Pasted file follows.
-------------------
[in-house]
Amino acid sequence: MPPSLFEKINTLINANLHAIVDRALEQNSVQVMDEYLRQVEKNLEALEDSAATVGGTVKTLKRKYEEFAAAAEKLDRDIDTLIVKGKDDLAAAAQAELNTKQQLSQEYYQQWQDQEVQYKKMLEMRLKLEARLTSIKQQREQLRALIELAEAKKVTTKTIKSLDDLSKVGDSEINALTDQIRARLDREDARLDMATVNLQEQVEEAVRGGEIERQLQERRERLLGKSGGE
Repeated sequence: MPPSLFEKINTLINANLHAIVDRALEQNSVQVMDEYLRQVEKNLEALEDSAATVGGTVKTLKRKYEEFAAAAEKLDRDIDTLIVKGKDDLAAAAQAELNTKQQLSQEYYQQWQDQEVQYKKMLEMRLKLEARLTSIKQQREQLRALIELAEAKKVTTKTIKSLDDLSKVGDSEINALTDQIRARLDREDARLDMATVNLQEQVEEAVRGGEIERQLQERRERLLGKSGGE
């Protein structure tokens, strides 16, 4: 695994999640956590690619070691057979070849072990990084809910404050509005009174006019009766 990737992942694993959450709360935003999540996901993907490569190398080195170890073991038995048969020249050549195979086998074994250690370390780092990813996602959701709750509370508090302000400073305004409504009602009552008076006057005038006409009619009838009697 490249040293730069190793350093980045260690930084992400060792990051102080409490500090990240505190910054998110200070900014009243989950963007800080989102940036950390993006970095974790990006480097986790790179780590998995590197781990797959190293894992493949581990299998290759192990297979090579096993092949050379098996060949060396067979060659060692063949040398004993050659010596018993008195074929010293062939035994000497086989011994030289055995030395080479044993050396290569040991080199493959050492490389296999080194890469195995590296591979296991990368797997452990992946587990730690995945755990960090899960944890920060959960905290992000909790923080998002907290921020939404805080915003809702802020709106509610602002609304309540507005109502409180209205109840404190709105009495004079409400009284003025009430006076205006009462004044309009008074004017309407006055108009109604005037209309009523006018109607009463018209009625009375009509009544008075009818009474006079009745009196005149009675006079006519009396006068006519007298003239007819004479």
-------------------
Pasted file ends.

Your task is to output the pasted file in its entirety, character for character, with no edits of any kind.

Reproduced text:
[in-house]
Amino acid sequence: MPPSLFEKINTLINANLHAIVDRALEQNSVQVMDEYLRQVEKNLEALEDSAATVGGTVKTLKRKYEEFAAAAEKLDRDIDTLIVKGKDDLAAAAQAELNTKQQLSQEYYQQWQDQEVQYKKMLEMRLKLEARLTSIKQQREQLRALIELAEAKKVTTKTIKSLDDLSKVGDSEINALTDQIRARLDREDARLDMATVNLQEQVEEAVRGGEIERQLQERRERLLGKSGGE
Repeated sequence: MPPSLFEKINTLINANLHAIVDRALEQNSVQVMDEYLRQVEKNLEALEDSAATVGGTVKTLKRKYEEFAAAAEKLDRDIDTLIVKGKDDLAAAAQAELNTKQQLSQEYYQQWQDQEVQYKKMLEMRLKLEARLTSIKQQREQLRALIELAEAKKVTTKTIKSLDDLSKVGDSEINALTDQIRARLDREDARLDMATVNLQEQVEEAVRGGEIERQLQERRERLLGKSGGE
């Protein structure tokens, strides 16, 4: 695994999640956590690619070691057979070849072990990084809910404050509005009174006019009766 990737992942694993959450709360935003999540996901993907490569190398080195170890073991038995048969020249050549195979086998074994250690370390780092990813996602959701709750509370508090302000400073305004409504009602009552008076006057005038006409009619009838009697 490249040293730069190793350093980045260690930084992400060792990051102080409490500090990240505190910054998110200070900014009243989950963007800080989102940036950390993006970095974790990006480097986790790179780590998995590197781990797959190293894992493949581990299998290759192990297979090579096993092949050379098996060949060396067979060659060692063949040398004993050659010596018993008195074929010293062939035994000497086989011994030289055995030395080479044993050396290569040991080199493959050492490389296999080194890469195995590296591979296991990368797997452990992946587990730690995945755990960090899960944890920060959960905290992000909790923080998002907290921020939404805080915003809702802020709106509610602002609304309540507005109502409180209205109840404190709105009495004079409400009284003025009430006076205006009462004044309009008074004017309407006055108009109604005037209309009523006018109607009463018209009625009375009509009544008075009818009474006079009745009196005149009675006079006519009396006068006519007298003239007819004479």